English Reading Difficulties Caused by Arabic
Useful summaries discussing differences between English and Arabic can be found in Palmer et al. (2007) and Thompson-Panos and Thomas-Ruzic (1983). In this section, I will only account for features that are relevant in contributing to the difficulty of reading English texts by Arabic-speaking students. To start, Arabic writing goes from right to left. This has a bearing on the reading skill in that some learners target their eyes directly to the right side of the words when reading in English. Ryan and Meara (1991) conducted a test among Saudi students showing two presentations of a set of words: the first presentation shows the full version of the given word whereas the second presentation shows the word with a missing vowel. Students were asked to simply locate this missing vowel. Not surprisingly, students scored higher in locating the error in words like sufficient and photograph (missing vowels underlined) than in words like department and distribute (missing vowels underline), simply because in the first two words the missing vowels are at the extreme right (ibid; Randall & Meara, 1988).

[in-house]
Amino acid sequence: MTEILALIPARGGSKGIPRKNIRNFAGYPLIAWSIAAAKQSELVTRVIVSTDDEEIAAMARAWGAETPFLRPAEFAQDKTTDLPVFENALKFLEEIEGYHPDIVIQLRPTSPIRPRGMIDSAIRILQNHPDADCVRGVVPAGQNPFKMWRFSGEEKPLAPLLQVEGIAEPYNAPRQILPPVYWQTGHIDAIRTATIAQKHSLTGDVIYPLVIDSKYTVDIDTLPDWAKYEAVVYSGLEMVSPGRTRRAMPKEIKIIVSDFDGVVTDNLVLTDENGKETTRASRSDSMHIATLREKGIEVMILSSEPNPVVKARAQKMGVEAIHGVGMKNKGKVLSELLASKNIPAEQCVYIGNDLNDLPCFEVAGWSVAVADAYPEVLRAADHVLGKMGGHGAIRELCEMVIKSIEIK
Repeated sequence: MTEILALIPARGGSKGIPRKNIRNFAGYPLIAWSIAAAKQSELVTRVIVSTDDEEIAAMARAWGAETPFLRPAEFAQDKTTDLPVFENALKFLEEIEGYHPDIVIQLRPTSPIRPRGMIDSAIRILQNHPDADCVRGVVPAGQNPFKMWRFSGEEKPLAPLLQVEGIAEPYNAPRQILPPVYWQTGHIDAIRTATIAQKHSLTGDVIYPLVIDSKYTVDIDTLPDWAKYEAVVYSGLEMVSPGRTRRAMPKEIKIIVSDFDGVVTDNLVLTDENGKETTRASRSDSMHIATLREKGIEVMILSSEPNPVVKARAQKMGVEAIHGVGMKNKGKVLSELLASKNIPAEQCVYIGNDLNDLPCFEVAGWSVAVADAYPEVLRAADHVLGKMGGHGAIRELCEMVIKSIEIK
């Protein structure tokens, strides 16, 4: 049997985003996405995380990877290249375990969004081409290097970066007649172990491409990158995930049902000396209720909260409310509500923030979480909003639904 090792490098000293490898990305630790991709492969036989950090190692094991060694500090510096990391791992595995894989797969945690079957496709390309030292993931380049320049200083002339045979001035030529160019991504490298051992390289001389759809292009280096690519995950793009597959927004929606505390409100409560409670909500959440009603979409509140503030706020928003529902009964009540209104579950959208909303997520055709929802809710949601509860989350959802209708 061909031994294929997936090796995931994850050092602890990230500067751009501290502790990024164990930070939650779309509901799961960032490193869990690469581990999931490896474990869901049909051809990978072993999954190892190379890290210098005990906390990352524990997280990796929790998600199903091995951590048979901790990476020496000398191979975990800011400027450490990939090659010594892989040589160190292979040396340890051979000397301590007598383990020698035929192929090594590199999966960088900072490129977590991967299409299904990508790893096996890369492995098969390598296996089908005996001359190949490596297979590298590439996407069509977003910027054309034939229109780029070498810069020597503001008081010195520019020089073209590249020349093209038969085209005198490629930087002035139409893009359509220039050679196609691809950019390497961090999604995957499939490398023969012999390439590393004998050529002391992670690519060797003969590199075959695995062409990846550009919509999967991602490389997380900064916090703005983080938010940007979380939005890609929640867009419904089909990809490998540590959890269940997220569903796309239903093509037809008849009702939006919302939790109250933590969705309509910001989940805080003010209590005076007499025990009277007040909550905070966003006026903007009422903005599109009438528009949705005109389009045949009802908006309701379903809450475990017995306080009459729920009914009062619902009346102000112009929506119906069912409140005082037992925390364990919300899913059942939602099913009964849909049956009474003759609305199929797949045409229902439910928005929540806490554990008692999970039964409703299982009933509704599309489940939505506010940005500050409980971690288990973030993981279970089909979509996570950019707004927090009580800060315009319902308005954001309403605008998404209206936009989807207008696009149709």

Secondly, the phonological system of Arabic has only six vowels: three long and three short. Only the long ones are represented by letters. The short ones are represented by diacritical marks for young children learning to read until about grade six, after which time those diacritics are usually understood by context. Though this feature has a minor effect on the efficiency of reading in Arabic, it would appear to be responsible for a huge portion of the problem Arabic speakers are facing when reading in English. Students – because of this – tend to heavily rely on consonants and overlook vowels, transferring the Arabic pattern into English texts, and mistaking words like circuit and mountains for, respectively, cricket and moments (Ryan & Meara, 1991).